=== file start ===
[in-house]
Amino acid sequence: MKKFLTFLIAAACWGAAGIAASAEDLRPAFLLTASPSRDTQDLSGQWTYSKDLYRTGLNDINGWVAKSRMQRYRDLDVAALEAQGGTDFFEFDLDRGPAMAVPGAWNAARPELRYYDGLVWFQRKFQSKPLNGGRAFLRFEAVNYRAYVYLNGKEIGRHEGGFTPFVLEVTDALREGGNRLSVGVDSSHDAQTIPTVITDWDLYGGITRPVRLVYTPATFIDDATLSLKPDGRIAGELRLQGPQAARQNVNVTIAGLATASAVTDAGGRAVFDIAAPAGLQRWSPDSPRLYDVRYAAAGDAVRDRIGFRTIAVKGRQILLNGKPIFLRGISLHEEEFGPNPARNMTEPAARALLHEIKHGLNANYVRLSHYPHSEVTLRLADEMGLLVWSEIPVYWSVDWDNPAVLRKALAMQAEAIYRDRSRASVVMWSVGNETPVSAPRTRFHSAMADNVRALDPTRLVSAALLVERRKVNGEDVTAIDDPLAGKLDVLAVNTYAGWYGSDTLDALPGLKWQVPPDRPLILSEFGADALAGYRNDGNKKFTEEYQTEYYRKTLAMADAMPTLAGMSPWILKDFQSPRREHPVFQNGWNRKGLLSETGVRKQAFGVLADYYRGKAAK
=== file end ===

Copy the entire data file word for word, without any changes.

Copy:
[in-house]
Amino acid sequence: MKKFLTFLIAAACWGAAGIAASAEDLRPAFLLTASPSRDTQDLSGQWTYSKDLYRTGLNDINGWVAKSRMQRYRDLDVAALEAQGGTDFFEFDLDRGPAMAVPGAWNAARPELRYYDGLVWFQRKFQSKPLNGGRAFLRFEAVNYRAYVYLNGKEIGRHEGGFTPFVLEVTDALREGGNRLSVGVDSSHDAQTIPTVITDWDLYGGITRPVRLVYTPATFIDDATLSLKPDGRIAGELRLQGPQAARQNVNVTIAGLATASAVTDAGGRAVFDIAAPAGLQRWSPDSPRLYDVRYAAAGDAVRDRIGFRTIAVKGRQILLNGKPIFLRGISLHEEEFGPNPARNMTEPAARALLHEIKHGLNANYVRLSHYPHSEVTLRLADEMGLLVWSEIPVYWSVDWDNPAVLRKALAMQAEAIYRDRSRASVVMWSVGNETPVSAPRTRFHSAMADNVRALDPTRLVSAALLVERRKVNGEDVTAIDDPLAGKLDVLAVNTYAGWYGSDTLDALPGLKWQVPPDRPLILSEFGADALAGYRNDGNKKFTEEYQTEYYRKTLAMADAMPTLAGMSPWILKDFQSPRREHPVFQNGWNRKGLLSETGVRKQAFGVLADYYRGKAAK